a. Evaluate Psychodynamic Theory and its impact on contemporary psychology.
b. Evaluate the Humanistic Perspective of personality.
c. Analyze the purpose and theories of the Trait Perspective of personality.
d. Analyze the Social-Cognitive Perspective of personality.
e. Identify various personality assessment tools.
The Psychodynamic Theory ignores the trappings of science and instead focuses on trying to get 'inside the head' of individuals in order to make sense of their relationships, experiences and how they see the world.
The psychodynamic approach includes all the theories in psychology that see human functioning based upon the interaction of drives and forces within the person, particularly unconscious, and between the different structures of the personality.
Sigmund Freud proposed a psychodynamic theory according to which personality consists of the id (responsible for instincts and pleasure-seeking), the superego (which attempts to obey the rules of parents and society), and the ego (which mediates between them according to the demands of reality).
Psychodynamic theories commonly hold that childhood experiences shape personality. Such theories are associated with psychoanalysis, a type of therapy that attempts to reveal unconscious thoughts and desires. Not all psychologists accept psychodynamic theories, and critics claim the theories lack supporting scientific data.
Humanistic Theories emphasizes that people have free will and that this plays an active role in determining how they behave. Accordingly, humanistic psychology focuses on subjective experiences of persons as opposed to forced, definitive factors that determine behavior.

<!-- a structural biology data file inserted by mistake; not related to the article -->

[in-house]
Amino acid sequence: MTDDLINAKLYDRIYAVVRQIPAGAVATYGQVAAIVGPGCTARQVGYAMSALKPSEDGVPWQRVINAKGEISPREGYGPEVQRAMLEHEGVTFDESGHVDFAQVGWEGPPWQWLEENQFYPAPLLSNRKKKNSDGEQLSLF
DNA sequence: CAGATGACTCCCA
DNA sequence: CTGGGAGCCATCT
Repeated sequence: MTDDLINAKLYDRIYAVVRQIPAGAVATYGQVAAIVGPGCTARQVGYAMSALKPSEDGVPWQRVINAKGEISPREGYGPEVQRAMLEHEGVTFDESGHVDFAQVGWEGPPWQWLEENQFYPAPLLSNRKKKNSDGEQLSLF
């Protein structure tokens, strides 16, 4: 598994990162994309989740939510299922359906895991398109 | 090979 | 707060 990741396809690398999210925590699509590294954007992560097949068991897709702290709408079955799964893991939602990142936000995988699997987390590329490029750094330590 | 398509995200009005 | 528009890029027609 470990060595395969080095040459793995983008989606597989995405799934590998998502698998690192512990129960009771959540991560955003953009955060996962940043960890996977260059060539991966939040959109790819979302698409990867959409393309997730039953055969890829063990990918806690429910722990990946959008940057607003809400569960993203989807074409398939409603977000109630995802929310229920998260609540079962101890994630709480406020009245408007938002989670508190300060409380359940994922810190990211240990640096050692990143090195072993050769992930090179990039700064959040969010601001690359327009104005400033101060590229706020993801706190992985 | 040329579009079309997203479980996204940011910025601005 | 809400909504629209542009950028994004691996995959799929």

Abraham Maslow and Carl Rogers were among a group of psychologists that worked together for a decade to produce the Journal of Humanistic Psychology. This journal was primarily focused on viewing individuals as a whole, rather than focusing solely on separate traits and processes within the individual.
Trait Theory (also called dispositional theory) is an approach to the study of human personality. Trait theorists are primarily interested in the measurement of traits, which can be defined as habitual patterns of behavior, thought, and emotion. Gordon Allport was an early pioneer in the study of traits.
According to this perspective, traits are relatively stable over time, differ across individuals (e.g. some people are outgoing whereas others are shy), and influence behavior. Traits are in contrast to states which are more transitory dispositions.
A wide variety of alternative theories and scales were later developed, including:
Currently, two general approaches are the most popular:• Eysenck Personality Questionnaire, (EPQ) ("the three-factor model"). Using factor analysis Hans Eysenck suggested that personality is reducible to three major traits: neuroticism, extraversion, and psychoticism.
Social Cognitive Theory is a learning theory based on the idea that people learn by observing others. These learned behaviors can be central to one’s personality. While social psychologists agree that environment in which one grows up contributes to behavior, the individual person (and therefore cognition) is just as important. This theory was advanced by Albert Bandura as an extension of his social learning theory.
People learn by observing others, with the environment, behavior, and cognition all as the chief factors in influencing development in a reciprocal triadic relationship. For example, each behavior witnessed can change a person's way of thinking (cognition). Similarly, the environment one is raised in may influence later behaviors, just as a father's mindset (also cognition) will determine the environment in which his children are raised.
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